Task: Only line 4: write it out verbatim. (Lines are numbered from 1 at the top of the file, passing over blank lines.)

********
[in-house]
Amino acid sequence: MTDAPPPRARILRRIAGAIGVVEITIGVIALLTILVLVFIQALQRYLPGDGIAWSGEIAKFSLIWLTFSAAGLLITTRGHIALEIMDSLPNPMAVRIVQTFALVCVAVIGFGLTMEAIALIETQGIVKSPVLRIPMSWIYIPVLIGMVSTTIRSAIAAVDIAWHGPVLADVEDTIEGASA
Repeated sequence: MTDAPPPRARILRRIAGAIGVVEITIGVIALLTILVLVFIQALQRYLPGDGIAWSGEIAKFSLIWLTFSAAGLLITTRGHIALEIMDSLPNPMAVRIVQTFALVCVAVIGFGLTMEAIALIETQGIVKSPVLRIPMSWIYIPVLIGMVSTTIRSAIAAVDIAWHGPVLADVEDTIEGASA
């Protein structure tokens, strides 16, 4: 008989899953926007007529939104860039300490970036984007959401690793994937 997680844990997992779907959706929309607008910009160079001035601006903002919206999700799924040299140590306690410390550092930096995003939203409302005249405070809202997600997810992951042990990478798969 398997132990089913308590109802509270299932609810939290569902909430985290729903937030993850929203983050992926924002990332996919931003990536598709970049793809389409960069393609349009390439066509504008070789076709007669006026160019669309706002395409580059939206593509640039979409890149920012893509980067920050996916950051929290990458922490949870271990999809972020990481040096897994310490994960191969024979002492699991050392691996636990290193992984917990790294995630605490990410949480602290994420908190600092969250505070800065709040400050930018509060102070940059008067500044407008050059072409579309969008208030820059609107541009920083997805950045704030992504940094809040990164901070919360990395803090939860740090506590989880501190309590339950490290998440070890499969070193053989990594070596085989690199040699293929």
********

């Protein structure tokens, strides 16, 4: 008989899953926007007529939104860039300490970036984007959401690793994937 997680844990997992779907959706929309607008910009160079001035601006903002919206999700799924040299140590306690410390550092930096995003939203409302005249405070809202997600997810992951042990990478798969 398997132990089913308590109802509270299932609810939290569902909430985290729903937030993850929203983050992926924002990332996919931003990536598709970049793809389409960069393609349009390439066509504008070789076709007669006026160019669309706002395409580059939206593509640039979409890149920012893509980067920050996916950051929290990458922490949870271990999809972020990481040096897994310490994960191969024979002492699991050392691996636990290193992984917990790294995630605490990410949480602290994420908190600092969250505070800065709040400050930018509060102070940059008067500044407008050059072409579309969008208030820059609107541009920083997805950045704030992504940094809040990164901070919360990395803090939860740090506590989880501190309590339950490290998440070890499969070193053989990594070596085989690199040699293929």